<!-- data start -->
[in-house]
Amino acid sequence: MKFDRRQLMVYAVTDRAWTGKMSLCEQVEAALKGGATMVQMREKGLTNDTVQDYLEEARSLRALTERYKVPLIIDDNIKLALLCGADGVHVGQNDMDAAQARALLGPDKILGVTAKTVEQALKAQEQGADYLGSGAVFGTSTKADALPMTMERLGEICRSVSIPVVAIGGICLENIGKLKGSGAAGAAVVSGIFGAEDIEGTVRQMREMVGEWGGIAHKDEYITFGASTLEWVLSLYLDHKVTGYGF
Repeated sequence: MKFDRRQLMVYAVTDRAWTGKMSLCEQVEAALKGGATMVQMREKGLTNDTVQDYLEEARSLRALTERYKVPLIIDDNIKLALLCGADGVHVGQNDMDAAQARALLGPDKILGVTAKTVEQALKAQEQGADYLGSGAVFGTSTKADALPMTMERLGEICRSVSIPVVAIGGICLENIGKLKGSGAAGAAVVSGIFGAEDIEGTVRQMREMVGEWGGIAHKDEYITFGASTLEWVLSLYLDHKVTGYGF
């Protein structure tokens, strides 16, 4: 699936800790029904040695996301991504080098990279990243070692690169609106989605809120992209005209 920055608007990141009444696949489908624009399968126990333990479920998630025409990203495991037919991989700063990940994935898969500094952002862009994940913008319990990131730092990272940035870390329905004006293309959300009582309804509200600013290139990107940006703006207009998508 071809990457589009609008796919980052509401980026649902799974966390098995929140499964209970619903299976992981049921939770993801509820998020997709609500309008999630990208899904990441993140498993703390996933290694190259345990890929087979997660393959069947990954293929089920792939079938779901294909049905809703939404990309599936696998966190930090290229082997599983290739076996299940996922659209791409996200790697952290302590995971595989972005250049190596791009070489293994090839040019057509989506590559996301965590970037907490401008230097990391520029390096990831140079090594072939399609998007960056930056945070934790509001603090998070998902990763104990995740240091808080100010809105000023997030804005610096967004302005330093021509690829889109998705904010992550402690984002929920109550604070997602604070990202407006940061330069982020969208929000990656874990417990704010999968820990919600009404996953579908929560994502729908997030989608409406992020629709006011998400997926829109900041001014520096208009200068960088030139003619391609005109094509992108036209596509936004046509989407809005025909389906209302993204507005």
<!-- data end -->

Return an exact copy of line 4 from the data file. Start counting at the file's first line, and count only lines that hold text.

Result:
């Protein structure tokens, strides 16, 4: 699936800790029904040695996301991504080098990279990243070692690169609106989605809120992209005209 920055608007990141009444696949489908624009399968126990333990479920998630025409990203495991037919991989700063990940994935898969500094952002862009994940913008319990990131730092990272940035870390329905004006293309959300009582309804509200600013290139990107940006703006207009998508 071809990457589009609008796919980052509401980026649902799974966390098995929140499964209970619903299976992981049921939770993801509820998020997709609500309008999630990208899904990441993140498993703390996933290694190259345990890929087979997660393959069947990954293929089920792939079938779901294909049905809703939404990309599936696998966190930090290229082997599983290739076996299940996922659209791409996200790697952290302590995971595989972005250049190596791009070489293994090839040019057509989506590559996301965590970037907490401008230097990391520029390096990831140079090594072939399609998007960056930056945070934790509001603090998070998902990763104990995740240091808080100010809105000023997030804005610096967004302005330093021509690829889109998705904010992550402690984002929920109550604070997602604070990202407006940061330069982020969208929000990656874990417990704010999968820990919600009404996953579908929560994502729908997030989608409406992020629709006011998400997926829109900041001014520096208009200068960088030139003619391609005109094509992108036209596509936004046509989407809005025909389906209302993204507005």